“No society can understand itself without looking at its shadow side.” ― Gabor Maté, In the Realm of Hungry Ghosts: Close Encounters with Addiction
Something wicked bubbles just beneath the surface of the collective conscience. Our society is rife with corruption, predation, perversion, over-consumption, violence, addiction and so much more. Somehow enough is never enough, as if the driving force behind human existence is pure want.This is not true, though, for we know that spiritually well beings are content beings, looking no further than the present moment’s blessings for satisfaction. We don’t have an inherent need for want. Want is a symptom, not the condition. It’s something that enters when the spirit is untended to.It must then be a spiritual illness which plagues society. Something secretly driving so many of us mad with insatiable desire for sensation and objects. Unforgiving cravings that manifest in any way imaginable, from sex, to money, to food, to power and even in the need to be perfect. It’s a war against the self, waged unconsciously by the self. A below subconscious campaign of self-annihilation.There are no contemporary metaphors to understand this kind of emptiness. The void just is. And since the void is so rarely acknowledged and so rarely looked at deeply, it sits in the shadows driving us mad, steering with impulse.In Chinese Buddhist philosophy, though, there is a story that fits. The hungry ghost.
“In Chinese Buddhist teachings, “hungry ghosts are unable to take in or assimilate what they desperately need. The problem lies in their constricted throats — which cannot open for nourishment. They wander aimlessly in search of relief that is not forthcoming.”” [Source]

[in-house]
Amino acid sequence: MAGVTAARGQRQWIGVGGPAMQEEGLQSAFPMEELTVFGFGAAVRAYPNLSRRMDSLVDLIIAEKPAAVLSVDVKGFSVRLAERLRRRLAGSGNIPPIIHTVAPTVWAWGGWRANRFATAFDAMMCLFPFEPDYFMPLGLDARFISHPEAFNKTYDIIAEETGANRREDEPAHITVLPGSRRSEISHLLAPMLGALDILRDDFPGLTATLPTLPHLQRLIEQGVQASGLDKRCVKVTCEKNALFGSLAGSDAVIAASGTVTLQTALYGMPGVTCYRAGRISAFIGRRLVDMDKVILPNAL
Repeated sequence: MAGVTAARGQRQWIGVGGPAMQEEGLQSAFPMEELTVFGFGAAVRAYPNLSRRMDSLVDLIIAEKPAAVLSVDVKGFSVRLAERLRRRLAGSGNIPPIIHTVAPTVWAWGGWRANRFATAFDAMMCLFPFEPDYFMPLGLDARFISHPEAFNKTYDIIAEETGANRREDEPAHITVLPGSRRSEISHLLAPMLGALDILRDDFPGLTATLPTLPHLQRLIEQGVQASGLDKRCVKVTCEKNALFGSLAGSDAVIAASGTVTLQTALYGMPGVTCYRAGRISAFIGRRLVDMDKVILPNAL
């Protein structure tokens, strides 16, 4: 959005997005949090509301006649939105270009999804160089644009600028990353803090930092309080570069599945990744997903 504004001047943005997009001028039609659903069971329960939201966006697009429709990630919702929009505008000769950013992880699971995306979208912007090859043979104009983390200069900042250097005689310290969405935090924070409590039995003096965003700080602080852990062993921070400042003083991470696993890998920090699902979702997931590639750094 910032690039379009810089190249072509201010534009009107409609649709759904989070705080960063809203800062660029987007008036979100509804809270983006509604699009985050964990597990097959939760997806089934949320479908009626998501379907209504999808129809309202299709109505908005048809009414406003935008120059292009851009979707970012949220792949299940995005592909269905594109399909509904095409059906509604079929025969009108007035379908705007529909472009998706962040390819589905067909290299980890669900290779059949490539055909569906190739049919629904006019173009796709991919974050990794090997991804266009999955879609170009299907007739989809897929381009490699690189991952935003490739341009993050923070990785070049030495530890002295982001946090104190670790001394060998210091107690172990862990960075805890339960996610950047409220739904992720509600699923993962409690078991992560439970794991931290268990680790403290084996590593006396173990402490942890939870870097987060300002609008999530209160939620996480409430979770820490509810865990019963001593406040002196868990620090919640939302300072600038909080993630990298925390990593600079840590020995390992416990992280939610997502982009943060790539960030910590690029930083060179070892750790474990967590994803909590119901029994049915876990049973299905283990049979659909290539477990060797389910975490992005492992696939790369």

Interestingly, according to some of its origin myths, the hungry ghost was born out an act of cruelty. In many of the stories, it is a wealthy man’s wife who did some terrible thing to a monk, and when she eventually dies her spirit takes the form of the hungry ghost, forever lurking in purgatory, unable to ever fill its distorted belly and therefore always needing and wanting more.The hungry ghost, then, is an expression of karma.
Hungry ghosts are the demon-like creatures described in Buddhist, Taoist, Hindu, Sikh, and Jain texts as the remnants of the dead who are afflicted with insatiable desire, hunger or thirst as a result of bad deeds or evil intent carried out in their life times. [Source]
In the realm of hungry ghosts, a deep drama between the ego and the ghost plays out ad infinitum. It’s an interplay that feeds the ego just enough for it to survive, so that in turn the ego can feed the hungry ghost. A dead-end cul-de-sac of sorts. A looping projection of one of our worst human vulnerabilities.
“The work of the ghost does not want to completely destroy its prey. Having fed off the other through dissociative trajectories of turbulence, the ego again becomes more robust. The hungry ghost now has, as companion and source of nurture, a replenished ego on which internal feeding may resume inside the space of erasure until the plenitude of the ghost-within again permeates the intersubjective.” ~ Nick Totton, Psychoanalysis and the Paranormal: Lands of Darkness
Spiritually healthy people understand their cravings for what they, expressions of innumerable forms of pain. Manifestations of the suffering caused by disconnection from the self, and from nature. And the self is nature. There really is no distinction between the two. The illusion is of separateness.The ghosts are there to remind us that our real work is transmuting our suffering and cruelty into resilience and compassion. It’s not enough to numb the pain, it must be used to our advantage, for our growth, to serve as a catalyst for transformation, and to provide a chrysalis in which the transformation can take place.
“We are social beings. When we feel disconnected or alienated, we experience pain. Addiction, depression, anger, and violence are different ways we react to pain. To heal our society we must heal the emotional wounds.” ~Chris Agnos
Few understand this more clearly than Dr. Gabor Maté, whose work with drug addicts has transformed our understanding of what it means to be stuck in the realm of hungry ghosts.